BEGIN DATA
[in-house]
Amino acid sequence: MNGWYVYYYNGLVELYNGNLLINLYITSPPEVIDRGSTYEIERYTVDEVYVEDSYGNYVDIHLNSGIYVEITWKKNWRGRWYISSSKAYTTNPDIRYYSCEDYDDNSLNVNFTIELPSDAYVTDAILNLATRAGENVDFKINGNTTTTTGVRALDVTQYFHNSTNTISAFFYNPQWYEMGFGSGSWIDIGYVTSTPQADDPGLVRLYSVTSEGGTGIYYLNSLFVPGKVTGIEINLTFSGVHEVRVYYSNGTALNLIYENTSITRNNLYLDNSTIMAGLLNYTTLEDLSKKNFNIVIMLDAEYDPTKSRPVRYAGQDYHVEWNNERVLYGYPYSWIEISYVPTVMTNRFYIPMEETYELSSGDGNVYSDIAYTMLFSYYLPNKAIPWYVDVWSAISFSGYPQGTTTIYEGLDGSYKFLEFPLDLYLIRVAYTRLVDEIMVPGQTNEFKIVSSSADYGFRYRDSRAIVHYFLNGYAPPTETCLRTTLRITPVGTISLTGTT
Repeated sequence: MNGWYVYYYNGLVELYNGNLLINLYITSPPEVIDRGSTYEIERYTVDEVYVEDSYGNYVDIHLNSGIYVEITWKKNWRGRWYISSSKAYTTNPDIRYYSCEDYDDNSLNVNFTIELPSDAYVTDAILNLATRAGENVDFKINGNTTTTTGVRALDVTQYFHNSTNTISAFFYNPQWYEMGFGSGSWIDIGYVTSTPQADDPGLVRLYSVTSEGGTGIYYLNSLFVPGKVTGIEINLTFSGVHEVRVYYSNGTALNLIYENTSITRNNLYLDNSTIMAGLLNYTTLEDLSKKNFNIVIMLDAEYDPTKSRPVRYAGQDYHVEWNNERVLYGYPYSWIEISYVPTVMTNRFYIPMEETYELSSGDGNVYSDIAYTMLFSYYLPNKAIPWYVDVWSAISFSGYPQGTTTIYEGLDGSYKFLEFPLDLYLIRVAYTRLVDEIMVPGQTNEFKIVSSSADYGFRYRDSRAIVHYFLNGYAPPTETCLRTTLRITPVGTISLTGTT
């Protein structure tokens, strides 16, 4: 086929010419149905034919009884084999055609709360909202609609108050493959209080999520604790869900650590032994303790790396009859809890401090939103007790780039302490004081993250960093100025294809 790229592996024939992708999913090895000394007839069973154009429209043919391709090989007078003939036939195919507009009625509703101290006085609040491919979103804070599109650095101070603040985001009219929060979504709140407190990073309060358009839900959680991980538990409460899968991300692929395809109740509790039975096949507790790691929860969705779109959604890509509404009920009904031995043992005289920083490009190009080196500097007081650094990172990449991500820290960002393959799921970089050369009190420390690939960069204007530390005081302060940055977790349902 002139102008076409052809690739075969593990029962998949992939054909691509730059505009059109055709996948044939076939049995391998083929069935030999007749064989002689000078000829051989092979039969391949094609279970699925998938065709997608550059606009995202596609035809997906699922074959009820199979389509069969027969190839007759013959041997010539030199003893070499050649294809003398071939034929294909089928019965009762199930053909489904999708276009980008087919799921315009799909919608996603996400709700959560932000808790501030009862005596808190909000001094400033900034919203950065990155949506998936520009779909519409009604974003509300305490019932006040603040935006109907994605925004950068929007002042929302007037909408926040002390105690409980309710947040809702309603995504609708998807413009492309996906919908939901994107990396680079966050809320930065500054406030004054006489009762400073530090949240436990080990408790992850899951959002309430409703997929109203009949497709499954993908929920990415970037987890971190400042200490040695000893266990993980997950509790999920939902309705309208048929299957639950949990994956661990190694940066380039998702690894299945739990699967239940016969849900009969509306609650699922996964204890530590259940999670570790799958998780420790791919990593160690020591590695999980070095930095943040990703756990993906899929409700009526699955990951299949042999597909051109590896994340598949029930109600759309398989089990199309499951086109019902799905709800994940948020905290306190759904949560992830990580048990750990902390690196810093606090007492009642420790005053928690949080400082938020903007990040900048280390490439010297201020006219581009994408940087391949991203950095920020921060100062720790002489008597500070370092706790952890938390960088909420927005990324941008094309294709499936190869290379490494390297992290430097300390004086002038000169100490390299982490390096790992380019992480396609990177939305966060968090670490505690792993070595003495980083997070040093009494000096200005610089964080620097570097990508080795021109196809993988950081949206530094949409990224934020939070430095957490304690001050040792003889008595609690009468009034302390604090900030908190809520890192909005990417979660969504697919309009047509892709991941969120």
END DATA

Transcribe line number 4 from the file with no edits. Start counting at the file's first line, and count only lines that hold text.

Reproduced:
């Protein structure tokens, strides 16, 4: 086929010419149905034919009884084999055609709360909202609609108050493959209080999520604790869900650590032994303790790396009859809890401090939103007790780039302490004081993250960093100025294809 790229592996024939992708999913090895000394007839069973154009429209043919391709090989007078003939036939195919507009009625509703101290006085609040491919979103804070599109650095101070603040985001009219929060979504709140407190990073309060358009839900959680991980538990409460899968991300692929395809109740509790039975096949507790790691929860969705779109959604890509509404009920009904031995043992005289920083490009190009080196500097007081650094990172990449991500820290960002393959799921970089050369009190420390690939960069204007530390005081302060940055977790349902 002139102008076409052809690739075969593990029962998949992939054909691509730059505009059109055709996948044939076939049995391998083929069935030999007749064989002689000078000829051989092979039969391949094609279970699925998938065709997608550059606009995202596609035809997906699922074959009820199979389509069969027969190839007759013959041997010539030199003893070499050649294809003398071939034929294909089928019965009762199930053909489904999708276009980008087919799921315009799909919608996603996400709700959560932000808790501030009862005596808190909000001094400033900034919203950065990155949506998936520009779909519409009604974003509300305490019932006040603040935006109907994605925004950068929007002042929302007037909408926040002390105690409980309710947040809702309603995504609708998807413009492309996906919908939901994107990396680079966050809320930065500054406030004054006489009762400073530090949240436990080990408790992850899951959002309430409703997929109203009949497709499954993908929920990415970037987890971190400042200490040695000893266990993980997950509790999920939902309705309208048929299957639950949990994956661990190694940066380039998702690894299945739990699967239940016969849900009969509306609650699922996964204890530590259940999670570790799958998780420790791919990593160690020591590695999980070095930095943040990703756990993906899929409700009526699955990951299949042999597909051109590896994340598949029930109600759309398989089990199309499951086109019902799905709800994940948020905290306190759904949560992830990580048990750990902390690196810093606090007492009642420790005053928690949080400082938020903007990040900048280390490439010297201020006219581009994408940087391949991203950095920020921060100062720790002489008597500070370092706790952890938390960088909420927005990324941008094309294709499936190869290379490494390297992290430097300390004086002038000169100490390299982490390096790992380019992480396609990177939305966060968090670490505690792993070595003495980083997070040093009494000096200005610089964080620097570097990508080795021109196809993988950081949206530094949409990224934020939070430095957490304690001050040792003889008595609690009468009034302390604090900030908190809520890192909005990417979660969504697919309009047509892709991941969120």